Friday, March 21, 2014

Road Haulage Drivers Should Read New Report on Highway Killers

Charity and Insurance Study Shows Public Demand for Longer Prison Sentences when Driving Illegally
Shipping News Feature

UK – Road safety charity Brake, in conjunction with insurers Direct Line, has issued a hard hitting report today calling for much heavier sentences for drivers who kill due to their own criminal actions. The report, aimed at all drivers, not particularly the road haulage community but one which should be read and considered by all professional truck drivers and their employers, illustrates several cases which the casual reader may find alarming when considering the facts presented.

The report shows the reaction of a 1,000 drivers surveyed at random and has prompted a call for members of the public to write to their MP to support brake’s Crackdown campaign. Results show an overwhelming demand for stiffer sentences, beyond those currently allowed under sentencing guidelines for anyone driving whilst committing any illegal act, and that would certainly include professionals driving outside hours of service.

Brake says a ‘combination of inadequacies in the criminal justice system’ means many drivers who kill and seriously injure receive very low sentences and often no jail term at all. The Ministry of Justice decides on offences drivers can be charged with and maximum penalties; the Criminal Prosecution Service decides what charge to prosecute a driver for in court, often opting for a less serious charge that they are more likely to get a conviction for; judges then determine the length of sentence if the driver is convicted, working within maximum penalties and using Sentencing Council guidelines.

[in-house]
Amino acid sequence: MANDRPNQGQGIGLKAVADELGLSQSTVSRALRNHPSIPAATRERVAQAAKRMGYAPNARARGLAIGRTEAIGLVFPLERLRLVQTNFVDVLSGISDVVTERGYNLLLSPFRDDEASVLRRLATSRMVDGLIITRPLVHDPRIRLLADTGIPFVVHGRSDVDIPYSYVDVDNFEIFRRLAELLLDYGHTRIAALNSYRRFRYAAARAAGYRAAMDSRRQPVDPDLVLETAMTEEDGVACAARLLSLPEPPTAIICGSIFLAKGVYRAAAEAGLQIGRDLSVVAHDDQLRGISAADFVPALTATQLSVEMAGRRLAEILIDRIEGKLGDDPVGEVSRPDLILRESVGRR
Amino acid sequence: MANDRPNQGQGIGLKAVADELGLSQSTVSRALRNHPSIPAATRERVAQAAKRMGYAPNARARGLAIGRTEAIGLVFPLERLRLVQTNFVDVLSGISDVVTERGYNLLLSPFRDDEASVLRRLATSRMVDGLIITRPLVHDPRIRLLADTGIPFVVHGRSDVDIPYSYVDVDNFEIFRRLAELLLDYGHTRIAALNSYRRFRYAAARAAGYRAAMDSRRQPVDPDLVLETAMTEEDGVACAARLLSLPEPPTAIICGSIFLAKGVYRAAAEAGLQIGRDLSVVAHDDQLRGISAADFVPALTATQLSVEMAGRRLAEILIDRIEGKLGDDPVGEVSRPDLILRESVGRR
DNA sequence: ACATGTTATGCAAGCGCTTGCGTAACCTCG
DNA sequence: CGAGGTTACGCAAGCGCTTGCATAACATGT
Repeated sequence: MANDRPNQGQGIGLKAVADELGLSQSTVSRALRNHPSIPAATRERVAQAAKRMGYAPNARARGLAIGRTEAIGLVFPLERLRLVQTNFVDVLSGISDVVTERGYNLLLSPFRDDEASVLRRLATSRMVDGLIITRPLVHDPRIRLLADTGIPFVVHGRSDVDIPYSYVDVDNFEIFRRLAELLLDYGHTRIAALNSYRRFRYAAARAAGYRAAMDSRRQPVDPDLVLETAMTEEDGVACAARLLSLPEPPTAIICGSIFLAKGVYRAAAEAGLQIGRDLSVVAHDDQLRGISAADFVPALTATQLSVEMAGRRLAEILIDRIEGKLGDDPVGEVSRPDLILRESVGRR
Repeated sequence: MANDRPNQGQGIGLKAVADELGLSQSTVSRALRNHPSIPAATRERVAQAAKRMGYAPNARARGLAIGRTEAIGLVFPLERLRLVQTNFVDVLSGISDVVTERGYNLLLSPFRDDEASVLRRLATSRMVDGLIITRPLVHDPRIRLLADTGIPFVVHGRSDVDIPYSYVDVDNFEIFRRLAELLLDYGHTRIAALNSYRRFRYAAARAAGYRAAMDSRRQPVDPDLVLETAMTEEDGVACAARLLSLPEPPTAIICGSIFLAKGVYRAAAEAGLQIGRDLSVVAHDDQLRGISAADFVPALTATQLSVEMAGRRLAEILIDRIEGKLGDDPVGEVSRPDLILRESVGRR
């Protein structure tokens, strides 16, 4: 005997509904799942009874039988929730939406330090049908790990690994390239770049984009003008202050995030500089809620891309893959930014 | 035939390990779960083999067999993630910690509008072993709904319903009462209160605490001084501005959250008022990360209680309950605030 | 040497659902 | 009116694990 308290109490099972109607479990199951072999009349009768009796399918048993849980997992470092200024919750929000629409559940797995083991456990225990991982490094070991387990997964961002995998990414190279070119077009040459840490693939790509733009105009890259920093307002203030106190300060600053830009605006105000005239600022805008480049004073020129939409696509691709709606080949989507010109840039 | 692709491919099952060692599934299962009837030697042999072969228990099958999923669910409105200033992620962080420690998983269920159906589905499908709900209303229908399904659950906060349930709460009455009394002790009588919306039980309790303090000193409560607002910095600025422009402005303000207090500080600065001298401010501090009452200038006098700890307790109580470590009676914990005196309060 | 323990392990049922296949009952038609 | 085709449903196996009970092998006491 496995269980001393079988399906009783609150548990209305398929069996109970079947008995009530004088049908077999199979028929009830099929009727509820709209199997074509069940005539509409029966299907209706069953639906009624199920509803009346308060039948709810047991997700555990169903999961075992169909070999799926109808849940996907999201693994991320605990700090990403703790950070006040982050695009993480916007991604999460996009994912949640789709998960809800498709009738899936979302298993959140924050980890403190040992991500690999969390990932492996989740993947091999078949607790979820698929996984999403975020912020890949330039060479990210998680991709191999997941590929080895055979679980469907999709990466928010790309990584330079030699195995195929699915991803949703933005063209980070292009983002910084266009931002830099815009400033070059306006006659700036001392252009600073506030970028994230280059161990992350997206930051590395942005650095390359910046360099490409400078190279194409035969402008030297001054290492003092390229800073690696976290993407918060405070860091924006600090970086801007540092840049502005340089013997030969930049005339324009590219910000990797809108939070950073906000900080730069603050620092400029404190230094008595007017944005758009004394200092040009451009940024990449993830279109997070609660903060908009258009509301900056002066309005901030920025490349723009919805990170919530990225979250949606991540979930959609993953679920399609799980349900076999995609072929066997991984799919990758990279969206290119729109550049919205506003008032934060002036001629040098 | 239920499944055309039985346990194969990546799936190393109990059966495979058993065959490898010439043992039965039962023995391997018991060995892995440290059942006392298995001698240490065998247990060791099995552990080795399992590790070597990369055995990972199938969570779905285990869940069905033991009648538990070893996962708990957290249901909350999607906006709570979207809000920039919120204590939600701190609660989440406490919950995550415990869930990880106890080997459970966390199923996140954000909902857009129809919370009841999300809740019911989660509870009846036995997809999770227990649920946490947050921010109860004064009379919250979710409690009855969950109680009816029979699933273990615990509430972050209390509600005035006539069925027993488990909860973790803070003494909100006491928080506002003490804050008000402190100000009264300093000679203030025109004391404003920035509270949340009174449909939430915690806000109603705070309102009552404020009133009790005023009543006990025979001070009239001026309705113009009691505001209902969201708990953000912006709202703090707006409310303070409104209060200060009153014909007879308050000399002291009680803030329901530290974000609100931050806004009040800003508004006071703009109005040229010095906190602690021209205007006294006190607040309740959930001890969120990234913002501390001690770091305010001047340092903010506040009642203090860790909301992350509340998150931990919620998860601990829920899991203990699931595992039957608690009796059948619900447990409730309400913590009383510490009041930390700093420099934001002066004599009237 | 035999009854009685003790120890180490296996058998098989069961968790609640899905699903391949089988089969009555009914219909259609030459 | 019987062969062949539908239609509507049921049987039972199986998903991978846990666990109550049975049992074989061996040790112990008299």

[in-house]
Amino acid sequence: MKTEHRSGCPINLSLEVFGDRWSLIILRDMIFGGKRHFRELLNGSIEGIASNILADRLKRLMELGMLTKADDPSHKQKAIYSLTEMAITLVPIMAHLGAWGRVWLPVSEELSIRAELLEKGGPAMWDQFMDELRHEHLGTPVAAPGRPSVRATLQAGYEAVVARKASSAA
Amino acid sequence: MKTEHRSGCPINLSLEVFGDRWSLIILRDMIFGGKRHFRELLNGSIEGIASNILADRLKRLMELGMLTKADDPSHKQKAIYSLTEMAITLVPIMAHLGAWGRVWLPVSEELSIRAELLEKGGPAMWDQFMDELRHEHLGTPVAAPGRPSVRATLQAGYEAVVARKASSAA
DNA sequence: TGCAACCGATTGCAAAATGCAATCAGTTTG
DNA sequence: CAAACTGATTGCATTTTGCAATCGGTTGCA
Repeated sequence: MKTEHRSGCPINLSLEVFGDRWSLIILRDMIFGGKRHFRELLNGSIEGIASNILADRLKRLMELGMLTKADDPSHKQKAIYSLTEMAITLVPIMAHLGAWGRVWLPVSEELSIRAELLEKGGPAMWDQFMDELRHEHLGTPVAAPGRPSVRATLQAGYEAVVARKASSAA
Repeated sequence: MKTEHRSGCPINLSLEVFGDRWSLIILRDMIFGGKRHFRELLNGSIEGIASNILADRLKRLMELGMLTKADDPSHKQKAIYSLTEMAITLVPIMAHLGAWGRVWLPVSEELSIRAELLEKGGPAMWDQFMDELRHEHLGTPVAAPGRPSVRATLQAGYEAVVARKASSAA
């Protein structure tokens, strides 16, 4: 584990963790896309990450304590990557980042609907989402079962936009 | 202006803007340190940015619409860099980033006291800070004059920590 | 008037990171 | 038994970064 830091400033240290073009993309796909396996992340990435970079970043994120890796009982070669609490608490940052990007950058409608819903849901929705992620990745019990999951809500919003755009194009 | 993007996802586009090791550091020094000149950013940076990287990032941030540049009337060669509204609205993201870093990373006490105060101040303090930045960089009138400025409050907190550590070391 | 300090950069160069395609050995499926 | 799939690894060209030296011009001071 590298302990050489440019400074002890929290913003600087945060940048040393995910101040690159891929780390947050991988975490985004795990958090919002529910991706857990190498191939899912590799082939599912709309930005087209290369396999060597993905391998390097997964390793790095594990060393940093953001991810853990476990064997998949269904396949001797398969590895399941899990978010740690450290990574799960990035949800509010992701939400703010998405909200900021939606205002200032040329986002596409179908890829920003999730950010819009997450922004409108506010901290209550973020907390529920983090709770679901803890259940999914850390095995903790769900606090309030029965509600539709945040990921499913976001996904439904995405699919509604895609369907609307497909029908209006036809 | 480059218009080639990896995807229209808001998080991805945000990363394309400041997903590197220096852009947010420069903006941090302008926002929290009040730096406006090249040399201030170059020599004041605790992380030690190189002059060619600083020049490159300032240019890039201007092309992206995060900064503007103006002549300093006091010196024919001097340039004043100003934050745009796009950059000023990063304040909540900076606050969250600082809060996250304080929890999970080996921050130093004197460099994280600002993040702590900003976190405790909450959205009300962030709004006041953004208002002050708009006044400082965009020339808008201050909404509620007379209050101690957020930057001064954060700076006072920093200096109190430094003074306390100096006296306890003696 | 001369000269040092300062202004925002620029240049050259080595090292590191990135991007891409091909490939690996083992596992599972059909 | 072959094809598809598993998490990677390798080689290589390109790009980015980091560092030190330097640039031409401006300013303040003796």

This policy has produced anomalies that seem ridiculous to the interested observer and an abuse of justice to bereaved family and friends. Brake quotes, and names and shames, an uninsured cannabis smoker who killed a 14 year old girl whilst speeding and served 8 weeks in prison, a cocaine dealer and user who fled the scene without even calling emergency services leaving a 20 year old to die alone, only handing himself in later and therefore avoiding a possible 14 year sentence by only pleading to have left the scene of an accident. He received a 16 week sentence.

The litany of misery goes on, a 22 year old killed on a pelican crossing by a man driving at twice the speed limit over a red light who is expected to serve just two years, a disqualified uninsured motorcyclist with 12 convictions including 3 for drink driving who killed a man out walking and who the judge admitted he could only sentence to 18 months under the current regulations which leave no room for interpretation.

Given these examples the results of the survey are hardly surprising with 82% of respondents saying sentences are currently too lenient for killer drivers, 81% believing that drivers involved in serious accidents whilst acting illegally should be charged as dangerous rather than careless and 95% calling for tougher sentences when a driver flees the scene following a fatal crash. A high percentage of those surveyed believed in a five year sentence as a minimum for drivers committing various offences including drink or drug driving (85%), speeding (66%) or driving whilst on the phone (64%).

Latest government figures (2012) from the Ministry of Justice show in 2011 only six in ten people (62%) convicted of killing someone whilst driving were jailed, and only 9% were sentenced to five years or more in prison. Brake believes charges and penalties for causing death or serious injury should be overhauled and calls for an end to the split between ‘dangerous' and ‘careless' charges so prosecutors aren't tempted to go for an easier win charge that carries inappropriately low penalties and deems driving that has killed or caused serious harm as merely ‘careless', terminology which it says undermines the gravity of the offence. The charity says there should be a single charge, such as ‘causing death or serious injury by risky driving', that can be brought against anyone whose driving causes death or serious injury whilst judges could still use their discretion to sentence according to the level of risk taken, up to the maximum of 14 years.